News from the Hill March 11, 2011 | back to index
BOSTON – In a bold and transformative move, the Boston Theological Institute (BTI), a consortium of nine schools of theology and divinity schools in the greater Boston area, is welcoming Hebrew College including its Rabbinical School, Newton, Mass., as a full member effective January 1, 2011.
BTI’s decision to include a Jewish school whose purpose, in part, is to ‘bring forth deep human wisdom and the divine creative spark that lie within our ancient sources’ will add, according to BTI Board Chair and President of Gordon Conwell Theological Seminary, Dennis Hollinger, “an additional rich educational dimension to the consortium.”
The Boston Theological Institute was formed in 1968 following the ecumenical impetus brought on by the Roman Catholic “Second Ecumenical Council of the Vatican” (Vatican II, 1962-1965) to share educational resources and pursue common goals in an opening era of Christian ecumenical exchange.
Hebrew College is an interdenominational Jewish institution, which describes itself as ‘a pluralistic community of Jewish learning and leadership, engagement and creativity.’ Its educational goals include Jewish professional studies, adult learning, and youth education. The College is in Newton Centre adjacent to the campus of Andover Newton Theological School and already enjoys shared activity with Andover Newton as centered on the much emulated CIRCLE Program in interfaith learning.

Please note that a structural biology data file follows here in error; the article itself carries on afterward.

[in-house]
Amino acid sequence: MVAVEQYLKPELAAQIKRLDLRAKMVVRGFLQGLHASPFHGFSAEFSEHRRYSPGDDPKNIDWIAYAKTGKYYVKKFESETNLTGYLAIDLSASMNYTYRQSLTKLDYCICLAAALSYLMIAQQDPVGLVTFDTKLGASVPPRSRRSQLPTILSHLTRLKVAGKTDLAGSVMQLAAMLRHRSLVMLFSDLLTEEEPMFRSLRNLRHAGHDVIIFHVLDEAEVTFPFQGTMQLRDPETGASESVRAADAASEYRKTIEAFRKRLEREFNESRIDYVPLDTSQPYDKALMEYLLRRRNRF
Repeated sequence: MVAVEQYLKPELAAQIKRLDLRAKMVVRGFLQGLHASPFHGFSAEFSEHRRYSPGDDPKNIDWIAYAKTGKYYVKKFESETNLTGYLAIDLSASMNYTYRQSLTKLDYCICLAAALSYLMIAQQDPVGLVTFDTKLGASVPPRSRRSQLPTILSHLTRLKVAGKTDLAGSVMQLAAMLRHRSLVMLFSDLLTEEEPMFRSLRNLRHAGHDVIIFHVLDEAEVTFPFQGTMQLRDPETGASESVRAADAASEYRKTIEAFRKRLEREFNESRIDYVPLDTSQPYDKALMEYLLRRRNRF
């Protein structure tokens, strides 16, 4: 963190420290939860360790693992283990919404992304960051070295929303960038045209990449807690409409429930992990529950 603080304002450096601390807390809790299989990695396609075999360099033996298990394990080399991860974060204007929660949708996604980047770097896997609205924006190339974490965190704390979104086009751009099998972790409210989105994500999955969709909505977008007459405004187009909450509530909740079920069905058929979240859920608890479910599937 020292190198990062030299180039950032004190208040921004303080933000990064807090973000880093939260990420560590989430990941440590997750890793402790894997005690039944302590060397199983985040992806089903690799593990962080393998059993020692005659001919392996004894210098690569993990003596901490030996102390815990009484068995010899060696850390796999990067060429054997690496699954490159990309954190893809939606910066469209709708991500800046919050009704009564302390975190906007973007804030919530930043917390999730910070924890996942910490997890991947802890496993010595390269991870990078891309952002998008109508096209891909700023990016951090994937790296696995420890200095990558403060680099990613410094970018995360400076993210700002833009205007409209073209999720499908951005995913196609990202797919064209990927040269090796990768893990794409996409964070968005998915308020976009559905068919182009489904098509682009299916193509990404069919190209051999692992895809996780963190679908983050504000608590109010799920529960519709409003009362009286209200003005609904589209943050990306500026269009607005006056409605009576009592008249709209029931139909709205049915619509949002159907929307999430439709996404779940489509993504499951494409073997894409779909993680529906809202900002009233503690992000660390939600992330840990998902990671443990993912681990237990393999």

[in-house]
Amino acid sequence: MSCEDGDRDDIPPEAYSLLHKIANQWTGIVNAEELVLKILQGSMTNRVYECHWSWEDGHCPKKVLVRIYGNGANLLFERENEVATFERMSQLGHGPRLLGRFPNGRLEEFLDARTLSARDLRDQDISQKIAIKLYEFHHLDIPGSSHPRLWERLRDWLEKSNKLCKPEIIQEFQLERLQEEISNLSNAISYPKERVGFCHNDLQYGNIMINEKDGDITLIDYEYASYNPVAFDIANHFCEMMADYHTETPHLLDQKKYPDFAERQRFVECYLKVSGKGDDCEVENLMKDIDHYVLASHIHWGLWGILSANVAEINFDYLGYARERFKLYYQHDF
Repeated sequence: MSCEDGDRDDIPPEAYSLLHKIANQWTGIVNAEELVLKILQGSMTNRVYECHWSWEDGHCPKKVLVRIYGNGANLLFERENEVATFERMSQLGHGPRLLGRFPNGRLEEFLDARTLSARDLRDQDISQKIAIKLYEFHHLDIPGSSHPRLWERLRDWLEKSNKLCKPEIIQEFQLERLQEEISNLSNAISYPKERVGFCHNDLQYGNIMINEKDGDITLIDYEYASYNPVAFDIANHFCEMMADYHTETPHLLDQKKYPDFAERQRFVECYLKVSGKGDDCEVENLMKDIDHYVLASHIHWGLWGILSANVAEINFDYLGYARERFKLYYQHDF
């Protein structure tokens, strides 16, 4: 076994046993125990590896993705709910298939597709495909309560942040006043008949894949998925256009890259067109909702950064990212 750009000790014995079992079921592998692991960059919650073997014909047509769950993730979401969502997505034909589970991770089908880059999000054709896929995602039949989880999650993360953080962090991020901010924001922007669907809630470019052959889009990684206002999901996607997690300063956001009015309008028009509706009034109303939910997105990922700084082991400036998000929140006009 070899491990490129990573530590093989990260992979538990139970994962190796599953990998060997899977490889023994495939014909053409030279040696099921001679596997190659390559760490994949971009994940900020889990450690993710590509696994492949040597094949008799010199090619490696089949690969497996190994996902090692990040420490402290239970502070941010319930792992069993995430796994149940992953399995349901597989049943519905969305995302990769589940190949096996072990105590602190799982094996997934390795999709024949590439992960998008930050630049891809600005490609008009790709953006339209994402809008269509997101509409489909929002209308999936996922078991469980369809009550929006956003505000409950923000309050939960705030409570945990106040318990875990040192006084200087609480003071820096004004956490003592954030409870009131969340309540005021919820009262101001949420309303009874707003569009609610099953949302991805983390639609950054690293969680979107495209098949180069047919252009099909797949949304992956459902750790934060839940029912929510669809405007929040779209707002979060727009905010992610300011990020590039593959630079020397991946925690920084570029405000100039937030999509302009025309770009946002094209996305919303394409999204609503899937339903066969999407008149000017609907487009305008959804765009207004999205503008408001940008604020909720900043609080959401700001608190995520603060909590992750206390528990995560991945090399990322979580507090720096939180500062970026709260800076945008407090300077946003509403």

“We are extremely pleased to be the first Jewish College and Rabbinical School to become a member of a consortium that seeks to foster interfaith learning and to strengthen interfaith relationships, BTI, while fully supporting our mission of traditional Jewish education,” said Daniel L. Lehmann, president of Hebrew College.
According to Rodney L. Petersen, BTI’s executive director, “the decision to welcome Hebrew College’s application for full membership into the consortium marks an effort on the part of BTI to enter fully into the world of inter-faith education and to see it as beneficial to the development of vital, vibrant religious leadership for the 21st Century without loss to its deep ecumenical commitments.”